All posts filed under “New Zealand Geology

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Were there dinosaurs in New Zealand’s Jurassic Fossil Forest at Curio Bay?

In the Jurassic you could have walked from what is now the fossil forest at Curio Bay in southernmost New Zealand (see featured image), to Australia, or Antarctica. Both continents were then part of Gondwana, and Curio Bay was somewhere near Gondwana’s coast. Did dinosaurs… Read more

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New Zealand’s Hawks Crag Breccia – prelude to the drift from Gondwana

The New Zealand road network has some seriously quirky idiosyncrasies – little things we locals take for granted, but can cause some alarm to the ever-increasing number of tourists. There are, for example, hundreds of ‘one lane’ bridges. And about these,  I was once asked,… Read more

Fossil leaf from Early Eocene New Zealand
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Five Degrees of Global Warming – The Leaf Fossils of Kakahu, New Zealand

Sometime in the 1980s my Prof, ‘JDC’ (Doug Campbell of the Otago University), showed me a box of spectacular leaf fossils that had been collected from Kakahu by Graeme Mason while “out rabbiting”. Kakahu is a farming district in the hills, a few kilometres out… Read more

Bannockburn Formation of the Miocene Manuherikia Group, exposed at Galloway, New Zealand
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The Giant ‘Lake Manuherikia’ – an extinct lake from the New Zealand Miocene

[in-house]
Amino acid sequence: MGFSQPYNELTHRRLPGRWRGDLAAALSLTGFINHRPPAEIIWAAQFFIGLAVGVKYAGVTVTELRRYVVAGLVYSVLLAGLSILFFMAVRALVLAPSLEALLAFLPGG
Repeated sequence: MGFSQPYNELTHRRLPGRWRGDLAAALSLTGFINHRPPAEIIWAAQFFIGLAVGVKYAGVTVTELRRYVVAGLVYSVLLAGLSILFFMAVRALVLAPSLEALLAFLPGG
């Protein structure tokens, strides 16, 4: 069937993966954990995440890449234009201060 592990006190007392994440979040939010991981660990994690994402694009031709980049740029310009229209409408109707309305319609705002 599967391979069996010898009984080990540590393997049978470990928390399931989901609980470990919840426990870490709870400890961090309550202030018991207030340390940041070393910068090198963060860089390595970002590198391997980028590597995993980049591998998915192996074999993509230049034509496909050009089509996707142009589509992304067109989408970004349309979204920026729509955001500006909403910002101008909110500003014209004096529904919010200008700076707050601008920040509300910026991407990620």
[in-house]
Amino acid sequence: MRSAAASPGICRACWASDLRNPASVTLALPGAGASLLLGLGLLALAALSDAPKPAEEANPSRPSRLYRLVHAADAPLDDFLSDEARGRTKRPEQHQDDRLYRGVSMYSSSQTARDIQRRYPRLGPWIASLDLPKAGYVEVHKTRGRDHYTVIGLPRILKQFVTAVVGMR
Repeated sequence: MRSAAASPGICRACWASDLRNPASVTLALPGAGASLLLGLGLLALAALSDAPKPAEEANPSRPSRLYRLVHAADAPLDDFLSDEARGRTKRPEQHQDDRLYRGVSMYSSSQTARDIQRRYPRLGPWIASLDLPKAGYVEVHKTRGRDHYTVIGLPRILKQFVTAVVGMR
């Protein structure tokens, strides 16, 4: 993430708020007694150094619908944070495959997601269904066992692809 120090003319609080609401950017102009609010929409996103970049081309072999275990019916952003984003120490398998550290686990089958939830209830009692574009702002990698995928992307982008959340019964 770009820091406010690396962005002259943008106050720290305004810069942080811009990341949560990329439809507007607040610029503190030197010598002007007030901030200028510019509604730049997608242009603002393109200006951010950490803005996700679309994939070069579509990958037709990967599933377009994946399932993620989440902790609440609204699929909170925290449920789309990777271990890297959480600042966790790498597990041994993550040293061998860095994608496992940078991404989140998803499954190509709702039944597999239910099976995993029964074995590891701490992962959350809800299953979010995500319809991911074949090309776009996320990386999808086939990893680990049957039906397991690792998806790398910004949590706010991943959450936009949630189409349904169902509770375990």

Alexandra lies at the junction of the Clutha and Manuherikia Rivers. The usual translation of the Maori word ‘Manuherikia’ is that it means something like “cry of a tied bird” and records a scout tying a weka (a bird) to a stake to mark the crossing… Read more

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The Highlands Motorsport Park ‘Jurassic Forest Safari’

Growing up in Alexandra it inconceivable that Cromwell might somehow overtake Alex. Alexandra was The Hub. Cromwell was the little place you passed through on the way to the little villages of Queenstown or Wanaka, where you holidayed. But things have happened in Cromwell, and… Read more

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Beetroot with your Peanut Butter and Marmite? The basic geological structure of New Zealand

New Zealand must be one of the best places on the planet for geology. We are famous among tourists for having so much variety of landscape in such a small area – you don’t have to drive far to see something totally different. This goes… Read more

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The Marshall Paraconformity – a 30 year geological debate in New Zealand

Cut back to the late 1970s – I was a schoolboy and had found my way into the Burnside Marl Pit, Dunedin (southern New Zealand) and up to the unit of greensand that is exposed on the hill side at the far end. Greensand is… Read more

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Cladophlebis – New Zealand’s Mesozoic Weed

The fern Cladophlebis is probably the single-most common plant fossil in the New Zealand Jurassic. It’s present in virtually every plant fossil site of that age, so much so that Mildenhall (1974) referred to it as ‘Mesozoic weed’. When New Zealanders talk about ‘fern rock’,… Read more

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Is New Zealand in the Anthropocene?

Has New Zealand recently entered an entirely new period of time? You may have caught up with the proposal that the world is now in a new era of time – the Anthropocene. Geologists have previously told us that we lived in the period called… Read more

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Is New Zealand in the Anthropocene?

Has New Zealand recently entered an entirely new period of time? You may have caught up with the proposal that the world is now in a new era of time – the Anthropocene. Geologists have previously told us that we lived in the period called… Read more